Tues 30th April.
Leaving a nice home, heading to nowhere.
My host, I forget her name now, had a lovely family, three kids, a nice husband, Pierre I think he was called, taught computer stuff to others, freelance and at home.
They had a beautiful garden that reminded me of George Harrison’s in the film about him by Martin Scorsese.
I offered my coffee for her hospitality of the room and after looking hugely disappointed, she accepted, I then offered what money I had left and she refused. It was weird.
At Chartres, while having a coffee, I was deciding which way I should go towards Nantes, a place I always wanted to go to, namely because of the Jacques Demy film Lola partially being filmed there.
After deciding to go, I originally wanted to go via Le Mans, the city famous for the 24hour endurance race, but had decided to join the Loire river for the cycling, via the city of Tours.
While cycling, it had started to rain. I’d got my wet weather gear on and kept moving. I met another cyclist on the road, a Frenchman called Eric, the first person I’d cycled with on the trip. We had a conversation in broken French and English and he took me on a different route to the one I had planned. It followed a small river and was by far the best scenery I’d seen yet.
Eric was just out cycling, making up about 70km or so for his daily challenge, unphased by the weather. If it rains at home and I’ve planned a cycle, I’d usually bypass it in favour staying dry. I admired his commitment to cycling.
After a while, he left and gave me a long string of instructions on how to get where I was going, which I immediately forgot. I’m pretty sure I went wrong at the first junction, but continued in what I knew to be the right direction. The GPS still not working at this point.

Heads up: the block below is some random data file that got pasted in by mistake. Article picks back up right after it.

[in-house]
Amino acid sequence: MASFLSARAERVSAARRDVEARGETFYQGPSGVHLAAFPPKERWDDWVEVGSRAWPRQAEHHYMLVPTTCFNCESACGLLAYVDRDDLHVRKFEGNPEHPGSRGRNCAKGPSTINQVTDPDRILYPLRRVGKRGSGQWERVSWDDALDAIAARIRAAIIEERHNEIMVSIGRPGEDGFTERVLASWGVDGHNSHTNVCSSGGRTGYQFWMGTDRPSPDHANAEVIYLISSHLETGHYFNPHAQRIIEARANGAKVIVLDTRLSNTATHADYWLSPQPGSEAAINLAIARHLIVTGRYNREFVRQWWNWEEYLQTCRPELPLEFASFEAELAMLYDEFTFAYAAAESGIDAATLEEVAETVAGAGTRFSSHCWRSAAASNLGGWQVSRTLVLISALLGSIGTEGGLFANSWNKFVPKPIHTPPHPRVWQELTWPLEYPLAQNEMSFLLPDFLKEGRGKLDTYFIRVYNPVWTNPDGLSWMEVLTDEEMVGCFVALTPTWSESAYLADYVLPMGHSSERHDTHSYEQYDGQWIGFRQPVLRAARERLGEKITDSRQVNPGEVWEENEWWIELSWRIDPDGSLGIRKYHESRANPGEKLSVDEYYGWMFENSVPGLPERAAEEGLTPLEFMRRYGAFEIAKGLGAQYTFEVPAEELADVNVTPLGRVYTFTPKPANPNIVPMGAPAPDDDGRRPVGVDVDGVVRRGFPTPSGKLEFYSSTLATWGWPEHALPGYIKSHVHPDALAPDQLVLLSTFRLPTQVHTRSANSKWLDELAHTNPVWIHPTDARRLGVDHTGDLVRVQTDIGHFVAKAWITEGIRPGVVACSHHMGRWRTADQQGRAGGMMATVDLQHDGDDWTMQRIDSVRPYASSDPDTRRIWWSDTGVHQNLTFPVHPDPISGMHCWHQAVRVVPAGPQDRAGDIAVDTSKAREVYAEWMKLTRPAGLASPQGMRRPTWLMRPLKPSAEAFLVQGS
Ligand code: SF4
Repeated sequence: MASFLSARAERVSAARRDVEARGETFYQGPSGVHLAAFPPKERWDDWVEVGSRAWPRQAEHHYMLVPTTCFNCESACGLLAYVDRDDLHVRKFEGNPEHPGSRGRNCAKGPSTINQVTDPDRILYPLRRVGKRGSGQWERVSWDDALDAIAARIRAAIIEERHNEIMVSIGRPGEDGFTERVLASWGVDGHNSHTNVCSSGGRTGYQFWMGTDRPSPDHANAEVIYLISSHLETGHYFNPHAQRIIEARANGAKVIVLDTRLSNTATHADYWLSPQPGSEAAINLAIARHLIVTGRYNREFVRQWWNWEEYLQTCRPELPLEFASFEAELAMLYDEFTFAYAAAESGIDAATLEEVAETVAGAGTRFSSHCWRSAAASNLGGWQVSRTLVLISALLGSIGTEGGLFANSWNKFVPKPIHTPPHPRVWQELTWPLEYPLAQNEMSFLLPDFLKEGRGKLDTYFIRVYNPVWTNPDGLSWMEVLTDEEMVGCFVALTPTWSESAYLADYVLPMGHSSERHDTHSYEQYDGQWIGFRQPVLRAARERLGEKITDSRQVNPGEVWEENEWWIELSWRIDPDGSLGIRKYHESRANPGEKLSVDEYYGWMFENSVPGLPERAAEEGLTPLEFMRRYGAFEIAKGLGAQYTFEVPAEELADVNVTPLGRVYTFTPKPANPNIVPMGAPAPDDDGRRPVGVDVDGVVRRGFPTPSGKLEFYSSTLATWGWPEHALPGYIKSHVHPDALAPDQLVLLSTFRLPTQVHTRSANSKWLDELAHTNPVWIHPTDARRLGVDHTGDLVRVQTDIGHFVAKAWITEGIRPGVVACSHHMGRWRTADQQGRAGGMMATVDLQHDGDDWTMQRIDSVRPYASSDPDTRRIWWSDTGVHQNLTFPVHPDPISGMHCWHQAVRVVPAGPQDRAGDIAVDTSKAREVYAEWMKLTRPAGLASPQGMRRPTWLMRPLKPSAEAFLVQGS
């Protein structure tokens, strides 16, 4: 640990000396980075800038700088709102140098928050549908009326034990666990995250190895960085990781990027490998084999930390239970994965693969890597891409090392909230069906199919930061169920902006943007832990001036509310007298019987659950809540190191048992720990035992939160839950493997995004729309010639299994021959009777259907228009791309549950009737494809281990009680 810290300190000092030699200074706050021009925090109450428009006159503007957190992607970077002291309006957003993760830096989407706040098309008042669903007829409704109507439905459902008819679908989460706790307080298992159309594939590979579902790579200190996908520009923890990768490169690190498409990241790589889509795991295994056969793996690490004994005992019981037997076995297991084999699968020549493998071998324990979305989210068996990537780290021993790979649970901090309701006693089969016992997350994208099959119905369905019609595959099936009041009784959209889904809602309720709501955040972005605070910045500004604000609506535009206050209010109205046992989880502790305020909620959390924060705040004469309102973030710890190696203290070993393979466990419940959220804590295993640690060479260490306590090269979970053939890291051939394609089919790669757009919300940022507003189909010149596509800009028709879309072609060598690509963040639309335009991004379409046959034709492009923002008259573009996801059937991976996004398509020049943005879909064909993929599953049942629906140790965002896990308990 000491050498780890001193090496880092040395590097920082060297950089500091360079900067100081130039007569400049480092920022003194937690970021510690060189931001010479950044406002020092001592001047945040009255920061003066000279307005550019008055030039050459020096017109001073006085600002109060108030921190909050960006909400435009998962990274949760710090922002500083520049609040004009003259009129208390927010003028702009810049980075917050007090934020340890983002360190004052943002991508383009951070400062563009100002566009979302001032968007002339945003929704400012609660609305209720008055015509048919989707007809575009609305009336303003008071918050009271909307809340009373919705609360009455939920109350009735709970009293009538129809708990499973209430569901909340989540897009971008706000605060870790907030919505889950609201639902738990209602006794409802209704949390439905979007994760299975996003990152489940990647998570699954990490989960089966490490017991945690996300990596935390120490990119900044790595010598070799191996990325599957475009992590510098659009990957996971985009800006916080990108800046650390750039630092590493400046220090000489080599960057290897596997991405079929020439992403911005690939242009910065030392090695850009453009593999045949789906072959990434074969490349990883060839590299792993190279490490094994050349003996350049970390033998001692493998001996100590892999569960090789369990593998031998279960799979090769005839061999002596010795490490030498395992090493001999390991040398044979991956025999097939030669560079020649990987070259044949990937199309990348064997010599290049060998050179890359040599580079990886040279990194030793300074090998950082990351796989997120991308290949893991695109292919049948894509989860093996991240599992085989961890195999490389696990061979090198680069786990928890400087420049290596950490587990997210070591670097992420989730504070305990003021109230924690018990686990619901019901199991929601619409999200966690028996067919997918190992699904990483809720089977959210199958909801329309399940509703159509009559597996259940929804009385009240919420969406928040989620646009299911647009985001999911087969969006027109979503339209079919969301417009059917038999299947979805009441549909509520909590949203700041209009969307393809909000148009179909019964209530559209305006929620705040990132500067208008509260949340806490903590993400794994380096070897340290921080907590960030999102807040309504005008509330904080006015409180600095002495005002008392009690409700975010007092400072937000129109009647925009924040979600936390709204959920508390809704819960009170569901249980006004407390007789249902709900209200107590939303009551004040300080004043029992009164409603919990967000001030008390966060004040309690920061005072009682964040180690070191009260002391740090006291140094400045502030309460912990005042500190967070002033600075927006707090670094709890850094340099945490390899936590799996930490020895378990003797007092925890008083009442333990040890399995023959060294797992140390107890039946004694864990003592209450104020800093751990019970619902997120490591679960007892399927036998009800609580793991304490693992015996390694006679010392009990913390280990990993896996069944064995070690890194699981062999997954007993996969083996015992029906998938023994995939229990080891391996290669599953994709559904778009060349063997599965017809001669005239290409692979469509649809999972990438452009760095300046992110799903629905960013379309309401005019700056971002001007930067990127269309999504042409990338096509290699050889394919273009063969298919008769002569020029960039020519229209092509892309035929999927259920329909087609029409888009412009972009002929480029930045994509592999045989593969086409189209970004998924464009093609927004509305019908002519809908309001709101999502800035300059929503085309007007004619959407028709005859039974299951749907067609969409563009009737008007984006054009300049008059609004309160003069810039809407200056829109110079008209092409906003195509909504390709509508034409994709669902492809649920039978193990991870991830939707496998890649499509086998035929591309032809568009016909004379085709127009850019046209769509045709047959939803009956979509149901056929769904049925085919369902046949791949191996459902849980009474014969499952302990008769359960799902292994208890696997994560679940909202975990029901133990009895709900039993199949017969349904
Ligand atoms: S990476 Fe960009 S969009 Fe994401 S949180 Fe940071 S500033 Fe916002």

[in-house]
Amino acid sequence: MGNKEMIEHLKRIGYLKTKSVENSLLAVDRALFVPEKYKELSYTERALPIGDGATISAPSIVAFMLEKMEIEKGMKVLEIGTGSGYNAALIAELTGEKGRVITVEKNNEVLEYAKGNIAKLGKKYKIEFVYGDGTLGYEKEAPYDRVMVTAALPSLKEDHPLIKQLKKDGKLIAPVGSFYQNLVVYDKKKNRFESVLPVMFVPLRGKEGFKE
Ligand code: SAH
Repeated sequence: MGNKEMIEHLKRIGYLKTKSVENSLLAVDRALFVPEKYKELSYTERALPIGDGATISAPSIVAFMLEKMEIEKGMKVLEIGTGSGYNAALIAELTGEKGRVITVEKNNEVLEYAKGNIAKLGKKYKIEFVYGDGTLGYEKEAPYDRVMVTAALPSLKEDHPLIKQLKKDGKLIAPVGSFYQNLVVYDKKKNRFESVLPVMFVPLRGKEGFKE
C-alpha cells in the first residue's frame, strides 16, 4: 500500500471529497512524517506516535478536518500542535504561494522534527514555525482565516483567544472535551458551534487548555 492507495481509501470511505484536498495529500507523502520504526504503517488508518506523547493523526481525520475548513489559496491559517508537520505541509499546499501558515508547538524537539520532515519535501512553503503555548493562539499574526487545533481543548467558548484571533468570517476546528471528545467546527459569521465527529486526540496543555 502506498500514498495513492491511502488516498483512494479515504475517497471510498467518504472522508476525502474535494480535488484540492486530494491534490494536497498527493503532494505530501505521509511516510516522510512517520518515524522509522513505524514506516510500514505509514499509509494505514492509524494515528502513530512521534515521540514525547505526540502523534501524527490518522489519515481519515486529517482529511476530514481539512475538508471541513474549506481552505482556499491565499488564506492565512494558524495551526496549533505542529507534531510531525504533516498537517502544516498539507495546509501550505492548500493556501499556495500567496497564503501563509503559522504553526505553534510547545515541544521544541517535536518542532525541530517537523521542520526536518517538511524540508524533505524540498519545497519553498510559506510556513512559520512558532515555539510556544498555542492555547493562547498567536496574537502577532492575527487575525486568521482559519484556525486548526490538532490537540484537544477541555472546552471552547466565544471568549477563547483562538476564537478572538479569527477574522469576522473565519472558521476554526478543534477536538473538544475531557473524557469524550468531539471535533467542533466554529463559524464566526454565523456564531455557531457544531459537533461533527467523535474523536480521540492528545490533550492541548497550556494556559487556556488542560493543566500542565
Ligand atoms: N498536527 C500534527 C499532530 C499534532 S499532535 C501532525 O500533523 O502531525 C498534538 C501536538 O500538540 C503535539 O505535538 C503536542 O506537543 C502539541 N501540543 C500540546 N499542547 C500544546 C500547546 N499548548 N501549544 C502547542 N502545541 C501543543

I continued south and ended up going through a charming, shanty-old fishing town called Fréteval. Lots of green with a cliff over-hanging the road on the left and a river on the right. On going through the town I saw a person peeping through their windows at me, then adjusting their curtains and shutting them. This immediately dampened my impression of the town. Suddenly it seemed dark and bleak. Still, I’m convinced it was a gem few travellers would see.
I continued finding a spot for the night by the like a few km away from the road, with a train passing in the distance every half hour or so. This was the second time camping in the wild. I started listening to podcasts to drive away the loneliness of camping on ones own and before long, I was completely relaxed.
That night I had an assortment of strange noises around the tent that made it difficult to sleep. After a while, I assumed if something was going to happen, it would’ve happened by now and I drifted into sleep.